A conservative, a moderate, a liberal and a libertarian teamed up in the House yesterday to prod President Bush to set a timetable to withdraw from Iraq, striking a rare tone of unity on a day when tensions about national security provoked marathon brawling on the floor.

The resolution was sponsored by Reps. Walter B. Jones Jr. (R-N.C.), Neil Abercrombie (D-Hawaii), Dennis J. Kucinich (D-Ohio) and Ron Paul (R-Tex.). It calls for Bush to begin drawing down troops in Iraq by Oct. 1, 2006, but does not set a date for complete withdrawal.

Jones -- a congressman's son who voted for the war, sits on the Armed Services Committee and represents the huge Marine base at Camp Lejeune -- said he believes that in the long run, his constituents "will think that we as a nation have a responsibility to take a fresh look" at goals for Iraq. "I think Mr. Bush could really declare victory in the next six months if he wanted to," he said.

Abercrombie said he sees a parallel to Vietnam in that "military action is becoming its own political policy," and said the "Homeward Bound" legislation was written to avoid blame and generate bipartisan support.

House Minority Leader Nancy Pelosi (Calif.) tried to introduce an amendment to a military spending bill that would have given the president 30 days to show Congress criteria for determining when U.S. forces could withdraw from Iraq -- but GOP leaders blocked it, saying such additions are not allowed to appropriations bills.

One of the most contentious security issues is on the domestic front, the president's call for Congress to renew 15 provisions of the USA Patriot Act that are set to expire at the end of the year. A hearing on the Patriot Act last Friday ended in turmoil when Judiciary Committee Chairman F. James Sensenbrenner Jr. (Wis.) became irritated by a stream of criticism of the administration and gaveled the session to an end.

Sensenbrenner, under heavy criticism from Democrats, acknowledged during a 16-minute defense on the floor starting at 9:10 p.m. that he had "adjourned the hearing in a manner inconsistent with the spirit of comity that has and should continue to inform committee deliberations." But he said he had "exercised great patience" in the hearing. Turning to the Democratic side, he said, "I will not be deterred by malicious attacks or minority obstructionism."

"This grossly unfair and distorted depiction of my conduct demands correction," he said. Republicans leapt to their feet and showered Sensenbrenner with applause and cheers of "Hoaaaa!"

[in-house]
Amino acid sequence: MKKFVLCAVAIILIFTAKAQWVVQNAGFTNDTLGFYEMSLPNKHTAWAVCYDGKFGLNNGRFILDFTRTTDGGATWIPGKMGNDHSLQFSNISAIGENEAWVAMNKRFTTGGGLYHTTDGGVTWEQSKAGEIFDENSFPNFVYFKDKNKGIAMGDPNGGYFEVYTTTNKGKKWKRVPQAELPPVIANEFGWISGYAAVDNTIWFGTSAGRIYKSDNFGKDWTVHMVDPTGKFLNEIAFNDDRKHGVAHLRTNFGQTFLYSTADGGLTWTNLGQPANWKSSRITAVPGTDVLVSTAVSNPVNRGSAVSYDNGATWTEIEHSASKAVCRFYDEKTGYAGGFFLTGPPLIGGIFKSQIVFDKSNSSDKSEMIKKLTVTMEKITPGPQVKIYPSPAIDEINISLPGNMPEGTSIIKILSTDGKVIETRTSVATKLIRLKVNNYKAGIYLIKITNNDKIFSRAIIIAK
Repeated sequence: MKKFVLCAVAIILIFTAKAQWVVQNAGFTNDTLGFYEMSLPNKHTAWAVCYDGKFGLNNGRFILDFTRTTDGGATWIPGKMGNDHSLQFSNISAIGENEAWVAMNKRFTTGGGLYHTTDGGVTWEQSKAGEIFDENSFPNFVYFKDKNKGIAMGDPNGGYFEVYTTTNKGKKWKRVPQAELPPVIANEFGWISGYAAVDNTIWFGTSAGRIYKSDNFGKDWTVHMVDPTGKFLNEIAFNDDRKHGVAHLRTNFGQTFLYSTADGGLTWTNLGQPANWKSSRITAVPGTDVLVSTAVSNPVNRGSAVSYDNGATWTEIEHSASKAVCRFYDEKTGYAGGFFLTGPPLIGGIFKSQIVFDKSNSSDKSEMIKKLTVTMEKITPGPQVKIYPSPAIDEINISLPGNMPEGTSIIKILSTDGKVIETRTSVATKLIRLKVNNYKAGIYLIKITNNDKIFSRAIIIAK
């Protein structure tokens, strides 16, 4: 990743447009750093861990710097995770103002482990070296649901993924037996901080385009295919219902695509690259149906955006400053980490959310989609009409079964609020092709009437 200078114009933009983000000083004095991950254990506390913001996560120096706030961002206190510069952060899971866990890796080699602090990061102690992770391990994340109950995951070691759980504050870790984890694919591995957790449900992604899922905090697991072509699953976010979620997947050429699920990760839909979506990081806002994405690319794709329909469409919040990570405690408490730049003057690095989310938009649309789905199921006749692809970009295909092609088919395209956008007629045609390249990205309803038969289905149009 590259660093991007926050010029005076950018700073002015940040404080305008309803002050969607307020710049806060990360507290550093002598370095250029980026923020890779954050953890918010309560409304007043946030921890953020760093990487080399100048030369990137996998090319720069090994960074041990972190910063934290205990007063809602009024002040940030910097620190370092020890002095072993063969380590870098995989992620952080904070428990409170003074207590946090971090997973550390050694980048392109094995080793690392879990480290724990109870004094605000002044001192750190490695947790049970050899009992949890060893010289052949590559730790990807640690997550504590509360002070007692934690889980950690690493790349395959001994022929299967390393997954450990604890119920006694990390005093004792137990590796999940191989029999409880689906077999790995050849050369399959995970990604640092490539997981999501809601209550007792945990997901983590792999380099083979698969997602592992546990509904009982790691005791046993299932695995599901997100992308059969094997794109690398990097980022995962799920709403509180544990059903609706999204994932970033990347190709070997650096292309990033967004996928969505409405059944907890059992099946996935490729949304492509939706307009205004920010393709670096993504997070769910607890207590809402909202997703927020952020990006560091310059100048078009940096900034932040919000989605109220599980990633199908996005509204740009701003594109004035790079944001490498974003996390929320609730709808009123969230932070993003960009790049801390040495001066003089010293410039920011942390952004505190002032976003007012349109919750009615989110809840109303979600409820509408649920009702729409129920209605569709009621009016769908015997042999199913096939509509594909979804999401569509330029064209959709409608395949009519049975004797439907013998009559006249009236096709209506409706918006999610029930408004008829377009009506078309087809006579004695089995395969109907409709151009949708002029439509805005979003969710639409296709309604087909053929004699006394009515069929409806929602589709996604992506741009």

Sensenbrenner was responding to a resolution of disapproval proposed by a committee Democrat, Rep. Jerrold Nadler (N.Y.). The panel's ranking Democrat, Rep. John Conyers Jr. (Mich.), said he was stunned during the hearing by Sensenbrenner's "hostility" toward lawmakers and witnesses. "I've never, ever experienced a witness being stopped dead in mid-sentence," said Conyers, a 40-year congressman.

House Majority Leader Tom DeLay (R-Tex.) sat across the aisle from Sensenbrenner as he spoke and later issued a statement calling Sensenbrenner "well respected" and saying that his work on the Patriot Act has been "conducted in a fair, bipartisan, and comprehensive manner." Republicans killed Nadler's resolution.

Earlier, Republican leaders set up a fight with Bush with serious international implications by opening debate on a bill that would demand new accountability and compliance from the United Nations and could lead to the United States withholding half its dues. The White House issued a stern warning that the bill "could detract from and undermine our efforts" to change the world body and could "impermissibly infringe on the president's authority under the Constitution to conduct the nation's foreign affairs."

But Republicans said they would go ahead, and expected the bill to pass today. House International Relations Committee Chairman Henry J. Hyde (Ill.), who is making the bill one of his last causes before retiring at the end of next year, said that the United Nations' failings had grown. "We are opposed to legendary bureaucratization, to political grandstanding, to billions of dollars spent on multitudes of programs with meager results," he said.

Rep. Tom Lantos (Calif.), ranking Democrat on the committee, said the bill set up arbitrary mechanisms. "The Lord gave us Ten Commandments, but the bill before the House today gives us 39," he said.

Also yesterday, the House Appropriations subcommittee on foreign operations slashed a White House foreign-aid request, recommending $1.75 billion instead of the $3 billion Bush had sought for the Millennium Challenge Account for developing countries. House Republicans pointed out that it was still an increase in a tight budget year, and that the administration had not spent money previously allotted.